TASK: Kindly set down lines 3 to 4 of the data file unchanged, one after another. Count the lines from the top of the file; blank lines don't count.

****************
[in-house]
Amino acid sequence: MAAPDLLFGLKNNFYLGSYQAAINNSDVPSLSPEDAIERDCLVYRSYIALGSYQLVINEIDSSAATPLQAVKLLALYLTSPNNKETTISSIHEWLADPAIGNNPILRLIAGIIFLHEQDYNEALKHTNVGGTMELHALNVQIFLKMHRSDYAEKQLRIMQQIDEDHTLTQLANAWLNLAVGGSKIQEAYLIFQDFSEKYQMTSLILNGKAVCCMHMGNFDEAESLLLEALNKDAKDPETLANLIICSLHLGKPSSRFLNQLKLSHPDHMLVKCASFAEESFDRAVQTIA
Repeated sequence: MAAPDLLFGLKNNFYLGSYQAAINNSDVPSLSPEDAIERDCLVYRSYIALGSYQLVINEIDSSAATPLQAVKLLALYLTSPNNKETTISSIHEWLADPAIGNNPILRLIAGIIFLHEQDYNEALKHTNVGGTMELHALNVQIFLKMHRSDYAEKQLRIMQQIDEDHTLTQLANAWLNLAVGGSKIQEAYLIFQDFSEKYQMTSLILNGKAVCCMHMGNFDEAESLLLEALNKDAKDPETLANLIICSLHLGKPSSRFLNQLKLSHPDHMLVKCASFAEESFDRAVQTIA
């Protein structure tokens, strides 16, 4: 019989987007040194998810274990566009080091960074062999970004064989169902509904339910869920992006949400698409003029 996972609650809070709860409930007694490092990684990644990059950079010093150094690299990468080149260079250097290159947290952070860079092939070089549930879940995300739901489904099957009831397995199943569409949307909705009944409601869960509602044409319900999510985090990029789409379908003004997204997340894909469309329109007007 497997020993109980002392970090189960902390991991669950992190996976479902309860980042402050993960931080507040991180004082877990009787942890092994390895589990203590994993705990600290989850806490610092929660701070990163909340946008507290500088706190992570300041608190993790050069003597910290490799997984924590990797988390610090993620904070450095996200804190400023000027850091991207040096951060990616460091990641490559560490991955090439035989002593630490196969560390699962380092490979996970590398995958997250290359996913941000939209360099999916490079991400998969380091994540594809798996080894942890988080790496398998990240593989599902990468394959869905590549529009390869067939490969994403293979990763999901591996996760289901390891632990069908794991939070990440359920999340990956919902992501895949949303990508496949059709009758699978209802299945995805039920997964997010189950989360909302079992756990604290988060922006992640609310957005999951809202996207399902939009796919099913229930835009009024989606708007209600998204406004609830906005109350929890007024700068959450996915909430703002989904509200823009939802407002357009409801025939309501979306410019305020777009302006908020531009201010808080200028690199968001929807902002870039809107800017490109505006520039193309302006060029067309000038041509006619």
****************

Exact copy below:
Repeated sequence: MAAPDLLFGLKNNFYLGSYQAAINNSDVPSLSPEDAIERDCLVYRSYIALGSYQLVINEIDSSAATPLQAVKLLALYLTSPNNKETTISSIHEWLADPAIGNNPILRLIAGIIFLHEQDYNEALKHTNVGGTMELHALNVQIFLKMHRSDYAEKQLRIMQQIDEDHTLTQLANAWLNLAVGGSKIQEAYLIFQDFSEKYQMTSLILNGKAVCCMHMGNFDEAESLLLEALNKDAKDPETLANLIICSLHLGKPSSRFLNQLKLSHPDHMLVKCASFAEESFDRAVQTIA
């Protein structure tokens, strides 16, 4: 019989987007040194998810274990566009080091960074062999970004064989169902509904339910869920992006949400698409003029 996972609650809070709860409930007694490092990684990644990059950079010093150094690299990468080149260079250097290159947290952070860079092939070089549930879940995300739901489904099957009831397995199943569409949307909705009944409601869960509602044409319900999510985090990029789409379908003004997204997340894909469309329109007007 497997020993109980002392970090189960902390991991669950992190996976479902309860980042402050993960931080507040991180004082877990009787942890092994390895589990203590994993705990600290989850806490610092929660701070990163909340946008507290500088706190992570300041608190993790050069003597910290490799997984924590990797988390610090993620904070450095996200804190400023000027850091991207040096951060990616460091990641490559560490991955090439035989002593630490196969560390699962380092490979996970590398995958997250290359996913941000939209360099999916490079991400998969380091994540594809798996080894942890988080790496398998990240593989599902990468394959869905590549529009390869067939490969994403293979990763999901591996996760289901390891632990069908794991939070990440359920999340990956919902992501895949949303990508496949059709009758699978209802299945995805039920997964997010189950989360909302079992756990604290988060922006992640609310957005999951809202996207399902939009796919099913229930835009009024989606708007209600998204406004609830906005109350929890007024700068959450996915909430703002989904509200823009939802407002357009409801025939309501979306410019305020777009302006908020531009201010808080200028690199968001929807902002870039809107800017490109505006520039193309302006060029067309000038041509006619």